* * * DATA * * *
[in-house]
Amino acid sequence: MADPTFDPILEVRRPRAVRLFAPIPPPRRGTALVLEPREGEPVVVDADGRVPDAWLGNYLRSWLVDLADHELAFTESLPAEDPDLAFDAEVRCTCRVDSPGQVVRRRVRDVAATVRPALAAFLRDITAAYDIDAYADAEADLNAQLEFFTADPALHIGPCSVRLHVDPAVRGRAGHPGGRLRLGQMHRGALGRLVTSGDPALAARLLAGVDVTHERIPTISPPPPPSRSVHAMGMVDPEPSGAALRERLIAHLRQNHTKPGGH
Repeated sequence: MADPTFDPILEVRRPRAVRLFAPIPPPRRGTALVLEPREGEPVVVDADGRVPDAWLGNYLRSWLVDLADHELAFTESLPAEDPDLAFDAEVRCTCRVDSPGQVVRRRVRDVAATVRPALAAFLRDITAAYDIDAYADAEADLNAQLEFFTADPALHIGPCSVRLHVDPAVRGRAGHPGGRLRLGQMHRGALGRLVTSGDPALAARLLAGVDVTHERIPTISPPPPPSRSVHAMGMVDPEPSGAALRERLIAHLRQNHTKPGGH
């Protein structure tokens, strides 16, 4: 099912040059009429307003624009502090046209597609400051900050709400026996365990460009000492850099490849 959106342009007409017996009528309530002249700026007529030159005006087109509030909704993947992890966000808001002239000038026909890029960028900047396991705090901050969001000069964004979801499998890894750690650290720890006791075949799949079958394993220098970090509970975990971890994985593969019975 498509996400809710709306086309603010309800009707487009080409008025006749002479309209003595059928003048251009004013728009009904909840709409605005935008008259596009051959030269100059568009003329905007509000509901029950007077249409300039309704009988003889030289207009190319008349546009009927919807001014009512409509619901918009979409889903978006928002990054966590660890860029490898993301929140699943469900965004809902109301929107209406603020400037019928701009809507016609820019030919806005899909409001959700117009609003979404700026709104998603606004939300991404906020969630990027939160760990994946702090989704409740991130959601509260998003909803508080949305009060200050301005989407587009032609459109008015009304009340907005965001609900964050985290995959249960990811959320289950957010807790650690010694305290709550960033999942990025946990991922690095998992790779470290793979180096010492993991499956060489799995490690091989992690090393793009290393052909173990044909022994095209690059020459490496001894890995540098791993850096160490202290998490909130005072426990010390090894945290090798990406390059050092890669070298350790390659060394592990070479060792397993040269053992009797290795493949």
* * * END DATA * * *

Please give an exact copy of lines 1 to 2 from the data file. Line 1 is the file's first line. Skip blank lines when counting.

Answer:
[in-house]
Amino acid sequence: MADPTFDPILEVRRPRAVRLFAPIPPPRRGTALVLEPREGEPVVVDADGRVPDAWLGNYLRSWLVDLADHELAFTESLPAEDPDLAFDAEVRCTCRVDSPGQVVRRRVRDVAATVRPALAAFLRDITAAYDIDAYADAEADLNAQLEFFTADPALHIGPCSVRLHVDPAVRGRAGHPGGRLRLGQMHRGALGRLVTSGDPALAARLLAGVDVTHERIPTISPPPPPSRSVHAMGMVDPEPSGAALRERLIAHLRQNHTKPGGH